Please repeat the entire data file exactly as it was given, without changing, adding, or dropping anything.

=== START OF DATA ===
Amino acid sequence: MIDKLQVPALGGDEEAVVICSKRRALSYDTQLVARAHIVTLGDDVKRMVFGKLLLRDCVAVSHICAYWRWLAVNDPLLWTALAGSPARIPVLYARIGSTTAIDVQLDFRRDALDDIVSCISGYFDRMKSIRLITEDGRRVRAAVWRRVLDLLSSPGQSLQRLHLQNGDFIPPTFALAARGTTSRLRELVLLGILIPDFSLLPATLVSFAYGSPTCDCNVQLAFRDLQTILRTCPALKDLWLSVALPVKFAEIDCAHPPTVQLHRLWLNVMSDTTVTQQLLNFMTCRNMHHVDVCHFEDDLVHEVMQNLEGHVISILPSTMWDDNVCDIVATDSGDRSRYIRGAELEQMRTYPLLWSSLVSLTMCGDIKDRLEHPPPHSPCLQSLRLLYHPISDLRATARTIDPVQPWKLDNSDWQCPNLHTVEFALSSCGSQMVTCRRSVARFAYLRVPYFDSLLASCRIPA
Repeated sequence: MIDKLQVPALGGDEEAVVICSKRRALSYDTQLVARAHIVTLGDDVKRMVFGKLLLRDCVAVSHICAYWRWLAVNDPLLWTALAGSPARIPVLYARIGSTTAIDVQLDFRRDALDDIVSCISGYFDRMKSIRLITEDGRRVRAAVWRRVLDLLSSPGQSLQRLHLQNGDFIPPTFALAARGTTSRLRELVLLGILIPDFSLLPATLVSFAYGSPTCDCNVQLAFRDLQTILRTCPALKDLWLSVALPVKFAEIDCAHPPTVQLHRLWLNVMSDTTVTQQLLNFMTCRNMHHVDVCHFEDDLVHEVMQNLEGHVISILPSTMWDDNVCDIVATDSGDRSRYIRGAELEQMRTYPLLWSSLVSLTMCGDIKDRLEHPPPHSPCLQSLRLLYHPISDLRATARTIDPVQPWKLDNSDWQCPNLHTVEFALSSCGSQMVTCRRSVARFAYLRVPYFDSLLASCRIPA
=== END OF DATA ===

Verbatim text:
Amino acid sequence: MIDKLQVPALGGDEEAVVICSKRRALSYDTQLVARAHIVTLGDDVKRMVFGKLLLRDCVAVSHICAYWRWLAVNDPLLWTALAGSPARIPVLYARIGSTTAIDVQLDFRRDALDDIVSCISGYFDRMKSIRLITEDGRRVRAAVWRRVLDLLSSPGQSLQRLHLQNGDFIPPTFALAARGTTSRLRELVLLGILIPDFSLLPATLVSFAYGSPTCDCNVQLAFRDLQTILRTCPALKDLWLSVALPVKFAEIDCAHPPTVQLHRLWLNVMSDTTVTQQLLNFMTCRNMHHVDVCHFEDDLVHEVMQNLEGHVISILPSTMWDDNVCDIVATDSGDRSRYIRGAELEQMRTYPLLWSSLVSLTMCGDIKDRLEHPPPHSPCLQSLRLLYHPISDLRATARTIDPVQPWKLDNSDWQCPNLHTVEFALSSCGSQMVTCRRSVARFAYLRVPYFDSLLASCRIPA
Repeated sequence: MIDKLQVPALGGDEEAVVICSKRRALSYDTQLVARAHIVTLGDDVKRMVFGKLLLRDCVAVSHICAYWRWLAVNDPLLWTALAGSPARIPVLYARIGSTTAIDVQLDFRRDALDDIVSCISGYFDRMKSIRLITEDGRRVRAAVWRRVLDLLSSPGQSLQRLHLQNGDFIPPTFALAARGTTSRLRELVLLGILIPDFSLLPATLVSFAYGSPTCDCNVQLAFRDLQTILRTCPALKDLWLSVALPVKFAEIDCAHPPTVQLHRLWLNVMSDTTVTQQLLNFMTCRNMHHVDVCHFEDDLVHEVMQNLEGHVISILPSTMWDDNVCDIVATDSGDRSRYIRGAELEQMRTYPLLWSSLVSLTMCGDIKDRLEHPPPHSPCLQSLRLLYHPISDLRATARTIDPVQPWKLDNSDWQCPNLHTVEFALSSCGSQMVTCRRSVARFAYLRVPYFDSLLASCRIPA